Breaking ChatGPT’s Bitcoin FUD #8: Mining Centralization

According to ChatGPT, a small number of mining pools control a large portion of the mining power on the Bitcoin network. Such a scenario could lead to centralization of power and decision-making.

First of all, it’s nice to see that the AI model introduces a little bit of nuance by suggesting that the attack described is hypothetical. “Could” is a tad softer than “can collaboratively centralize” or any other phrasing which puts emphasis on the consequences of this threat.

Secondly, it’s interesting that ChatGPT doesn’t mention the 51% attack which reorganizes recent transactions and can theoretically rewrite the history across multiple blocks. Maybe that the programmers didn’t spend enough time training it to FUD Bitcoin (and shill the Orwellian Worldcoin which Open AI endorses as an alternative), or maybe that the vagueness was left there on purpose. Regardless of semantics, let’s break this FUD.

In order to challenge the FUD about mining centralization in Bitcoin, one must look at historical, technical, and game theoretical examples. Because the concerns date back to 2011 and they were never really validated – as a blockchain reorg attack takes a lot of coordination, and even if the attack takes place it’s financially costly and socially difficult to sustain.

As described in the previous article, which debunked some dishonest concerns about Proof of Work mining and energy consumption, there have been previous moments in Bitcoin’s history when users expressed fear of witnessing a 51% attack. What is a 51% attack, you say? It’s a situation where one mining entity reaches a simple majority of hash rate and decides to reorganize recent blocks and steal money from transactions. It’s not about a majority of participants, but a majority of processing power (or hash).

The reason why a successful 51% attack never happened on Bitcoin is that mining pools are not singular entities that can act on behalf of all participants. Also, at least up to this point, the miners have always found it more profitable to play by the rules and collect the coinbase rewards.

To recap, here are the moments in history when a mining pool reached a dangerously high hash rate – one which could theoretically enable them to launch attacks against Bitcoin:

– in July 2011, Deepbit surpassed the 50% mark: an event that inspired Bitcoin Talk forum user bcearl to post about it and tell others “Don’t panic, but watch carefully!”. In less than 2 years, Deepbit was already irrelevant and bitcoiners migrated towards new and more efficient pools;

– in September 2013, Bitcoin Talk forum user mechs pointed out that BTC Guild might become a “51% attack risk”. Funnily enough, the first reply by Nancarrow was “Whoa man, deja vu”. Bitcoin Core developer Greg Maxwell also tuned in to explain why the concerns are unjustified. But the most prophetic answer came from a user named johnyj, who suggested that poses a greater risk because the hardware manufacturer is also the biggest operator;

– in January 2014, the rise of has made Bitcoin Magazine co-founder Vitalik Buterin lose faith in Proof of Work mining. Around the same time, then-Bitcoin Core developer Peter Todd took to Reddit to announce that he sold half of his bitcoins to mitigate the risk. But in March 2014, the community coordinated a massive DDoS attack against GHash. In the aftermath, the pool shut down its cloud mining service and quickly faded into obscurity as it was no longer accepting new members. Only GHash’s exchange service,, is still around today;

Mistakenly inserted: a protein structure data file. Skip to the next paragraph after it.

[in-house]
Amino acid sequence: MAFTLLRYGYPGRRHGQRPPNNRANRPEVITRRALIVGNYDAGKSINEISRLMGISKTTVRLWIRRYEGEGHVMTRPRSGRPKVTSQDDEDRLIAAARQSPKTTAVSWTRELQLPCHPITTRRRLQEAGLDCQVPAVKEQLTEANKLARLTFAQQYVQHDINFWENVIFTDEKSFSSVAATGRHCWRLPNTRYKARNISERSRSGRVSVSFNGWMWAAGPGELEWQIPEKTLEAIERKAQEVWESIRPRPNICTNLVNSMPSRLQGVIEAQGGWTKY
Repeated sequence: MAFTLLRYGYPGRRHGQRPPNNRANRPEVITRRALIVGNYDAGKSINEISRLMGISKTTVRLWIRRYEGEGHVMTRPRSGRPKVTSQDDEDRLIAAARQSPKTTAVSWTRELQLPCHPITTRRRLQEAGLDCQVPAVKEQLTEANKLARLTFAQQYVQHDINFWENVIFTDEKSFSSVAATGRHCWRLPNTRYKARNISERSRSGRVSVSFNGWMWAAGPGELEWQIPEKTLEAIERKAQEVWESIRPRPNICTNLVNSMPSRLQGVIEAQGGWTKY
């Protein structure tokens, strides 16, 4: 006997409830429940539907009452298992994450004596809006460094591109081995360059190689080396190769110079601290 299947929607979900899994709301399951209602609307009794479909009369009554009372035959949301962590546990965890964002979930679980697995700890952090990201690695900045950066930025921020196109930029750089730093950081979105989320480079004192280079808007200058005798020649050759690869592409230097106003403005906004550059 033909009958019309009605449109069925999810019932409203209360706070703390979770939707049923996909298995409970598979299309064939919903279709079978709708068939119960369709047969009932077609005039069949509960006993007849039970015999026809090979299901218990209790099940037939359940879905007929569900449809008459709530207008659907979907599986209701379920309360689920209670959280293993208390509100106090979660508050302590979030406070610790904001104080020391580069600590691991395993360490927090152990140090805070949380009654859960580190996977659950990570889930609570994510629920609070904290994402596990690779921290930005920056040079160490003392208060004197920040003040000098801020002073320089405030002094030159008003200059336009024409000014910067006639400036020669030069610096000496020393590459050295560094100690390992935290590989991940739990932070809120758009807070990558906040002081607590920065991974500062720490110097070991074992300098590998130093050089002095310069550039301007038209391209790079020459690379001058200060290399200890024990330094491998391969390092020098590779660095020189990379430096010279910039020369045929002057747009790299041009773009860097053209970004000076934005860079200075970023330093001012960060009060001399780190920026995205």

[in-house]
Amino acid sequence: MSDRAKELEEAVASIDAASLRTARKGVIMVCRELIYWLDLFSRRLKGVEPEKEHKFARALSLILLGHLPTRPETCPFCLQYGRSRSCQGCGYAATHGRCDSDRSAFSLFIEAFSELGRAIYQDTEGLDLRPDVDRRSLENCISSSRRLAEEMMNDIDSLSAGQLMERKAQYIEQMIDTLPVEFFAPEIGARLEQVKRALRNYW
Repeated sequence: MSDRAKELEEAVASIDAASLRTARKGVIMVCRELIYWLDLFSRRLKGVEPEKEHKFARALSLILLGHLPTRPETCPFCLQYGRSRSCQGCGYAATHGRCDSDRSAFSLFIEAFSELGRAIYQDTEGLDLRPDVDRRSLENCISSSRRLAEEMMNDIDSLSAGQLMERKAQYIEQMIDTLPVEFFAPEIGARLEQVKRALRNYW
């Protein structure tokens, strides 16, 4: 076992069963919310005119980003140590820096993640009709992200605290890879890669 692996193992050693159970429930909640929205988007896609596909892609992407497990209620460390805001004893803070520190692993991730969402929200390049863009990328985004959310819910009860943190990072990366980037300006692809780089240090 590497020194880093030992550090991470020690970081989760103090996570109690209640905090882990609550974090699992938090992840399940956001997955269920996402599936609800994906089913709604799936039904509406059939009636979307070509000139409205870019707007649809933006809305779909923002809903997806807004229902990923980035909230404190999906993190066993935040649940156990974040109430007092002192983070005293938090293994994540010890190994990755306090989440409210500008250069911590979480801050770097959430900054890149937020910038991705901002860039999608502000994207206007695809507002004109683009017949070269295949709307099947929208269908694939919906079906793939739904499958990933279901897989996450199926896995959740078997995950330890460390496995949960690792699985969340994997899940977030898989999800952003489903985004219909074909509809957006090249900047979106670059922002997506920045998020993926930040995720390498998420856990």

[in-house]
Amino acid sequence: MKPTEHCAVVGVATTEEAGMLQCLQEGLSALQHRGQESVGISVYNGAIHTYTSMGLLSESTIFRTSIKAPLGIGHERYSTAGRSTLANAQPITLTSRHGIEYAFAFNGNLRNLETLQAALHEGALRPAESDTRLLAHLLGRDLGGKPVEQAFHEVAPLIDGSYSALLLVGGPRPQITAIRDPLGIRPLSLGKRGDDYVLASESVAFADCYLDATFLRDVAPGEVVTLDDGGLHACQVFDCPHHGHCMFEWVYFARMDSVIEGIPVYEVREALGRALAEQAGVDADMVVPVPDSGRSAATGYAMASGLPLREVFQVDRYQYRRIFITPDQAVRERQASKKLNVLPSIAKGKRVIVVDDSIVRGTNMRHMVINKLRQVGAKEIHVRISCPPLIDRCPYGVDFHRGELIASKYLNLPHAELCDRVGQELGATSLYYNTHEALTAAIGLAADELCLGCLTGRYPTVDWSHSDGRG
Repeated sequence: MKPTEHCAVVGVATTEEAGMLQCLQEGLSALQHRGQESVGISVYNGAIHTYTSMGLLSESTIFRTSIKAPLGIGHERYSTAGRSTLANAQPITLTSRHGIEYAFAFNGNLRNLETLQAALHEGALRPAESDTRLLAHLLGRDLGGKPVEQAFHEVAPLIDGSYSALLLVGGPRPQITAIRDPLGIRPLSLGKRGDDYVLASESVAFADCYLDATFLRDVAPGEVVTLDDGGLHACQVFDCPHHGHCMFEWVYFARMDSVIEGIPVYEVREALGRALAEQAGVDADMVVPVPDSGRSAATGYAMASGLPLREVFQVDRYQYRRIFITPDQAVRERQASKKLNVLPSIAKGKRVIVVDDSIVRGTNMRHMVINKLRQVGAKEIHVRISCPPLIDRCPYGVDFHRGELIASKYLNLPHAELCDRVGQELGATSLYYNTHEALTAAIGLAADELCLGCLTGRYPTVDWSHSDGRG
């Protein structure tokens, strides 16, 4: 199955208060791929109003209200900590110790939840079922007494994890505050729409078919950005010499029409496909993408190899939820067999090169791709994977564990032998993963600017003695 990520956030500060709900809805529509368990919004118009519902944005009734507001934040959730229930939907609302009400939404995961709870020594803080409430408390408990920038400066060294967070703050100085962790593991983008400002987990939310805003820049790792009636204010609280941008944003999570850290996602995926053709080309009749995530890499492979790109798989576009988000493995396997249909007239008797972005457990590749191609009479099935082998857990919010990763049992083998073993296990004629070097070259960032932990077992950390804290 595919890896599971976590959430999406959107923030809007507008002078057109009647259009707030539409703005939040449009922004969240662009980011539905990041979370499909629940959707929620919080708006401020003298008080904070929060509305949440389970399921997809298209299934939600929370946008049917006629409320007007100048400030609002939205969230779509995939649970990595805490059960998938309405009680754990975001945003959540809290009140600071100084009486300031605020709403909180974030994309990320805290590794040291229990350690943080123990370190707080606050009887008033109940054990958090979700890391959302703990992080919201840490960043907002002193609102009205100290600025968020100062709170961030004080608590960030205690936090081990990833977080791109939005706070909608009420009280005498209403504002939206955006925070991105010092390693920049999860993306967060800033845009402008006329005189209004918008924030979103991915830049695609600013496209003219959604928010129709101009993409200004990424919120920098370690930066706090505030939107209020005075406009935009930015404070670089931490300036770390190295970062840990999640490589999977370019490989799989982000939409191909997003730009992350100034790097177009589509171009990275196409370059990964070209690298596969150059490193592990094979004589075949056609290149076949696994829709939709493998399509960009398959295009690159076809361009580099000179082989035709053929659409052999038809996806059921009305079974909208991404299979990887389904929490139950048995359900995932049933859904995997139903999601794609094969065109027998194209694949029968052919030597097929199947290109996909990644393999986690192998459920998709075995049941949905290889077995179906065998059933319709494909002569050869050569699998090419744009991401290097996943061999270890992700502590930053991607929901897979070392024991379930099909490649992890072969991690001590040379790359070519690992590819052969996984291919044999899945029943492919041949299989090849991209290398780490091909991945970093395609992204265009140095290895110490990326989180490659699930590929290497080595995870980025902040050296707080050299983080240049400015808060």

– in 2017, bitcoiners would once again battle against a large mining pool named Bitmain. Like, Bitmain was manufacturing chips that the rest of the industry was using. But what Bitmain did was to develop and enable the so-called ASIC boost, a special type of software which pushes the performance of their mining devices. Then, when they figured out that Bitcoin’s SegWit upgrade would nullify their ASIC boost, the company shifted towards supporting Bitcoin Cash – the big block version of Bitcoin, which failed to get enough traction. Bitmain’s support for BCH resulted in a loss of dominance for their two mining pools: and AntPool. So while bitcoiners were concerned that Bitmain may get too big and attack Bitcoin, bad management made the company shrink and ultimately diminished its role in providing hash rate. However, Bitmain is still the biggest manufacturer of SHA-256 ASICs for Bitcoin mining and most other pools (as well as individual contributors) use their hardware.

This short history lesson is meant to help us understand that Proof of Work mining is dynamic and no entity is too big to fail. But since the concept of a mining pool has been brought into discussion so many times, it’s important to explain what it is and how it works.

A mining pool is a voluntary association of miners who want to maximize their chances to get rewards more frequently. By putting together their hash power, they become a pool and share the revenue according to the amount of contribution each member brings. For example, someone who mines from Buthan using hydro energy may find it way too hard and unreliable to find Bitcoin blocks all alone. So they look at existing mining pools and pick the one which charges the lowest fees. There are large mining pools from China (F2Pool, AntPool, ViaBTC), large mining pools from the United States of America (Foundry, MARA Pool, Luxor), and there’s also a smaller option from Europe (Braiins).

The miners from Buthan can pick any pool and flip flop between them at will. Naturally, they will search for the best balance of predictability and high rewards. Though the largest mining pool offers the most frequent payouts, the smaller ones have lower fees and offer extra services such as free firmware updates to boost your hardware’s efficiency and advanced profitability calculators. It makes no sense for everyone to go towards the biggest player – as the “small fish in a large tank” situation isn’t always the most effective way to make money and free markets provide incentives to support competition.

Assuming that the Buthan miners pick a pool which is secretly malevolent and will attack Bitcoin as soon as the 51% hash rate mark is hit, this scenario doesn’t mean that the Buthanese participants must be on board with the decision. They can leave the pool which acts in bad faith and contribute towards restoring the balance somewhere else.

In some cases, 51% attacks can be profitable for the miners. But this destructive short-term bet will only harm the long-term business at large. Assuming that every participant acts in the most rational economic way, it makes no sense to accept a short-term big payout instead of protecting a source of revenue that can bring higher rewards over an extended time frame. It’s as if a farmer gets paid a lot of money to burn his crops – it may be momentarily tempting, but what’s the point of risking his reputation and means to make a living when he can harvest the land for many more years in order to make a decent living?